Introduction to American History
Students will be introduced to many historical dates, places and people all of which contributed to the development of the United States of America and other countries around the world. Along the course of our journey through time, we will encounter many familiar times, destinations and faces. However, we will not be restricted to just the context of the book and will seek out other interesting tidbits of history. This course is designed to provide the student with an understanding of why things are today, based on what happened back then. We will also take a look at the most unique document ever written by a group of men for the sole purpose of developing a nation, the Constitution of the United States of America.
Students will investigate the composition of the world geographically. The features of a particular country, who the indigenous people are, and how people and nature affect that particular country Investigations will determine the effects of natural events such as earth quakes, volcanic eruptions, or hurricanes on the geographic nature of a country. We will also investigate the effects humans have on geography. From the simplest of individual human actions to those of governments and big business, everyone has an effect on geography. Each study will focus on two results of each impacting phenomenon or human action. What are the positive and negative results of each occurrence on the people and land area?
World History Honors
Students will be introduced to many views and observations concerning the world, its people, their cultures, and the interaction of nations. As Christians, we will focus on the religions of the world, how they have spread (particularly Christianity) and how changes have occurred. Students will be engaged in discussions concerning the events which caused religious change, and how that same event may have caused other changes throughout the world. Students will study examples of people and nations who either followed God's standard or failed to do so. We will journey from the Dark Ages to present day and visit various corners of the earth.
AP United States History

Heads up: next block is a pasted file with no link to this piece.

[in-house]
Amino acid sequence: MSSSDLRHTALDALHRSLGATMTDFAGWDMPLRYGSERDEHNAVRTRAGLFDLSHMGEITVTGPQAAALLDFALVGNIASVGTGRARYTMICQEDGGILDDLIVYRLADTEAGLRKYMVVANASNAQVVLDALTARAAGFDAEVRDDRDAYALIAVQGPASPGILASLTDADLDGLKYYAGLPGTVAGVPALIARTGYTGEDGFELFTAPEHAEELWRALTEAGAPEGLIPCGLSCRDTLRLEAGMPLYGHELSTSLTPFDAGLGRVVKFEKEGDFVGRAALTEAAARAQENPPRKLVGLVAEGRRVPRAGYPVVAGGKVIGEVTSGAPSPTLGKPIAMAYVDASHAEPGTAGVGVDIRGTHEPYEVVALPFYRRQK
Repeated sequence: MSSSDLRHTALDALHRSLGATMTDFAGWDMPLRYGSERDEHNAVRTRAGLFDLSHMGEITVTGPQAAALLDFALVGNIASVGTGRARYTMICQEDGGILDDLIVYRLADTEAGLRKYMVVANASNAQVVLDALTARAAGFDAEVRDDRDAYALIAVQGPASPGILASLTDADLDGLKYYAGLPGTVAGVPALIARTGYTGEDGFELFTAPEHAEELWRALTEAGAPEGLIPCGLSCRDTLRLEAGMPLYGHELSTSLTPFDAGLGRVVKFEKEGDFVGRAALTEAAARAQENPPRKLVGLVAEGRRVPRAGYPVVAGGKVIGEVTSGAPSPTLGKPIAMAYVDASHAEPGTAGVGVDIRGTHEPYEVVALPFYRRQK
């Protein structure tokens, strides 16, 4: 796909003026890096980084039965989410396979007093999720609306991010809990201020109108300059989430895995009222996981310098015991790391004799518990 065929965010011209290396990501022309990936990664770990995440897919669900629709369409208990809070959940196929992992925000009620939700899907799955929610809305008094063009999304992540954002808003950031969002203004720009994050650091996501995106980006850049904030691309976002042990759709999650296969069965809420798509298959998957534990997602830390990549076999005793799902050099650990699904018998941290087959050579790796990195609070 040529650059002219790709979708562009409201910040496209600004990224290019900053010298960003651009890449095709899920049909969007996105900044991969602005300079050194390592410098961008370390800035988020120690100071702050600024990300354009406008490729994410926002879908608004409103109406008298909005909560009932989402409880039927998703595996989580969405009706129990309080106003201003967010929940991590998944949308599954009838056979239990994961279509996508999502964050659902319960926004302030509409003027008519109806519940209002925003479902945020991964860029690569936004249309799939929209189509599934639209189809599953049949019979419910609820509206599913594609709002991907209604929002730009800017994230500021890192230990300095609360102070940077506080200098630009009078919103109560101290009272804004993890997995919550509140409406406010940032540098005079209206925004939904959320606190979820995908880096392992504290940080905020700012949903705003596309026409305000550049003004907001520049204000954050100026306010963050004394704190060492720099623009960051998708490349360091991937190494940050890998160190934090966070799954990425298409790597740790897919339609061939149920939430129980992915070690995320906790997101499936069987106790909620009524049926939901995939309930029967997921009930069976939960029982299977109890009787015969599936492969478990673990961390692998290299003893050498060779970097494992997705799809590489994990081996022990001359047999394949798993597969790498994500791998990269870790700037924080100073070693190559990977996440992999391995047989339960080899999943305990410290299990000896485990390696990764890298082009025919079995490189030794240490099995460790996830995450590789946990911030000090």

The AP U .S . History course is designed to provide students with the analytic skills and factual knowledge necessary to deal critically with the problems and materials in U. S. history. The program prepares students for intermediate and advanced college courses by making demands upon them equivalent to those made by full-year introductory college courses. Students should learn to assess historical materials—their relevance to a given interpretive problem, reliability, and importance—and to weigh the evidence and interpretations presented in historical scholarship . An AP U. S. History course should thus develop the skills necessary to arrive at conclusions on the basis of an informed judgment and to present reasons and evidence clearly and persuasively in essay format. I would like to begin by emphasizing that this is, by design, a college level course in a high school setting. The nature of an AP course dictates that students MUST be willing and motivated to complete regular, and often difficult, reading assignment, essays, and projects. This can be a difficult class but it will push you to grow academically and intellectually; completing this course is a great accomplishment! This class is designed to offer students a comprehensive look at major patterns and civilizations in United States history from Beringia to modern times. The material included in this Course Description and the exam is not intended as an endorsement by the College Board of the content, ideas, or values expressed. The exam is representative of this course and is an appropriate tool to measure skills and knowledge in the field of United States history. This course is designed to challenge students who have shown the ability to think critically and perform at a high level. The class format is lecture/discussion based and focuses on the development of writing skills and critical analysis. Our goal in this class is each student scoring well enough to qualify for college credits.